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US ex-marine to be released from prison after violating Mexico's strict gun laws (+video)

Former US marine Jon Hammar was imprisoned in August for carrying an antique gun into Mexico. Despite record levels of violence, such arms are prohibited without permission from the government.

By Sara Miller LlanaStaff Writer / December 21, 2012

Jon Hammar, a former US Marine jailed in northern Mexico is seen in an undated photograph provided by his family.

Courtesy of Reuters


Mexico City

The American ex-Marine who has been holed up in a Mexican prison in one of the most dangerous regions along the US-Mexico border is reportedly going to be released today, in time to return home for Christmas.

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Sara Miller Llana moved to Paris in April 2013 to become the Monitor's Europe Bureau Chief. Previously she was the paper's Latin America Bureau Chief, based in Mexico City, from 2006 to 2013.

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Jon Hammar's crime: He carried an antique gun across the border from Texas that, his family says, he was planning to use on a hunting trip in Costa Rica. But en route, he passed through Mexico, where despite record levels of violence, such arms are prohibited without permission from the Mexican government.

Republican lawmakers rallied around Mr. Hammar's case, circulating photos of him chained to his jail bed. Some even called for Americans to boycott travel to Mexico until his release.

Hammar’s case came to light at a sensitive time in the gun-control debate. News broke of his August arrest in the wake of the Newtown tragedy, where an American took the lives of 20 elementary school students ages 6 and 7 last week, as well as six adults at the school and his mother.

The Newtown shooting has sparked sympathy around the world but generated renewed criticism from south of the border, where politicians point the finger at the US, saying lax gun laws have contributed to Mexican drug violence.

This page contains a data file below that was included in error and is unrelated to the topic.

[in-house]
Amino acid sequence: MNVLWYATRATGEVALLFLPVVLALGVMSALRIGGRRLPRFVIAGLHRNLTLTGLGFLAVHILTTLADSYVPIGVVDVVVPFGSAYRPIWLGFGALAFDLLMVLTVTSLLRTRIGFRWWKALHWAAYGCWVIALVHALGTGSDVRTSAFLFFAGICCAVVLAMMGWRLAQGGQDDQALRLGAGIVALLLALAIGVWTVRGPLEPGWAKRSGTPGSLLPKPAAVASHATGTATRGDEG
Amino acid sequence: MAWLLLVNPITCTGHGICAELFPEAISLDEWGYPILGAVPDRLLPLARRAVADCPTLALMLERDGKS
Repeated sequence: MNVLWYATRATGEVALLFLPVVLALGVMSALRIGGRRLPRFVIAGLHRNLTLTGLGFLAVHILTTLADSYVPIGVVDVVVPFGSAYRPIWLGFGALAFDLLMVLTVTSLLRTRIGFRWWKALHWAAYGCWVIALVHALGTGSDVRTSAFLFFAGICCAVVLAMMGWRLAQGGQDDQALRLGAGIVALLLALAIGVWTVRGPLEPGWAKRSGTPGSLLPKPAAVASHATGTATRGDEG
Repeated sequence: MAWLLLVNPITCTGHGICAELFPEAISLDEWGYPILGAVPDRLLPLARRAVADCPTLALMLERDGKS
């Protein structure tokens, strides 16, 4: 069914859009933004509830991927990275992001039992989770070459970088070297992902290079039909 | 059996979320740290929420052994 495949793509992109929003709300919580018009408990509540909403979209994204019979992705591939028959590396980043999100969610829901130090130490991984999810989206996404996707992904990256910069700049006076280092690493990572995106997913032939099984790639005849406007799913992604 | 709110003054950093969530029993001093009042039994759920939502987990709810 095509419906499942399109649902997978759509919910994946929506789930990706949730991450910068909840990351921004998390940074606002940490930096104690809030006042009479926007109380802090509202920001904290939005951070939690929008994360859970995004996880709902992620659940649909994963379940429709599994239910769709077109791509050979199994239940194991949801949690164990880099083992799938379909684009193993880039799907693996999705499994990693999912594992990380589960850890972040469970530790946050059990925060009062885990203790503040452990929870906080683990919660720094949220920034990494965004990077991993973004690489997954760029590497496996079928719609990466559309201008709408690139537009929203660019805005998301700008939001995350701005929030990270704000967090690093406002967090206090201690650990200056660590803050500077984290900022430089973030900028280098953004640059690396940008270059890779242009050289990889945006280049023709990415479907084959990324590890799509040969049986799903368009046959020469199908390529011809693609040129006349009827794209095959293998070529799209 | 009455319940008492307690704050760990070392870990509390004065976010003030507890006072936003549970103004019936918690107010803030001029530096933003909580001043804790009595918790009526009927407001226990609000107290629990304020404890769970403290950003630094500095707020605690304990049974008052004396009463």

John Ackerman, a professor of Mexican law, writing in The Huffington Post, said this week that among the 60,000-plus death toll in Mexico, there are many innocent victims, including children. Regarding Newtown, he writes, “The National Rifle Association (NRA) should be applauded for its willingness to 'offer meaningful contributions to help make sure this never happens again.' But the discussion should be guided just as much by the plight of Mexican children as by the fears of suburban mothers.”

Mexican gun laws

Hammar’s case has highlighted the stark difference between American and Mexican gun laws.

Hammar's mother, Olivia Hammar, told CNN that her 27-year-old son has been behind Mexican bars since August, after he stopped for gas in Matamoros, the notorious border town across from Brownsville, Texas, en route to Central America.

He was driving with a friend in his Winnebago, and the vehicle carried four surf boards, according to Mrs. Hammar. But he also packed an antique shotgun passed down from his great-grandfather, CNN reports.

His family only took the case public recently. 

Hammar reportedly declared the weapon with US border agents and then Mexican officials, and Republican lawmakers lobbying for Hammar’s release have said he was given “bad” information by US officials about the laws in Mexico, where gun laws are, at least on the books, prohibitive.

Guns are as easy to buy on the black market here, like any illegal good, but unlike in the US, Mexican citizens who seek to legally own a weapon must apply for one through the country’s department of defense. There are no gun stores; all weapons are purchased through the government, after extensive background checks.

But this case also carries a certain amount of irony.

Over the six years of former President Felipe Calderon's administration, when the "drug war" hit a fever pitch, drug traffickers have been documented using all manner of weaponry, from grenades to so-called “matapolicias” or “police killers” to monster “narco” tanks.

Some of those weapons, ammunition, and defense mechanisms are confiscated and their owners arrested. But with impunity rates at over 90 percent, most of the perpetrators go free.

But the one sitting in Mexican jail for four months was this young American carrying an antique shotgun. And while he did break Mexican law, his plight also highlights the extreme challenges facing the Mexican justice system, as drug traffickers are employing combat-style weapons with little fear of getting caught, let alone languishing in jail.


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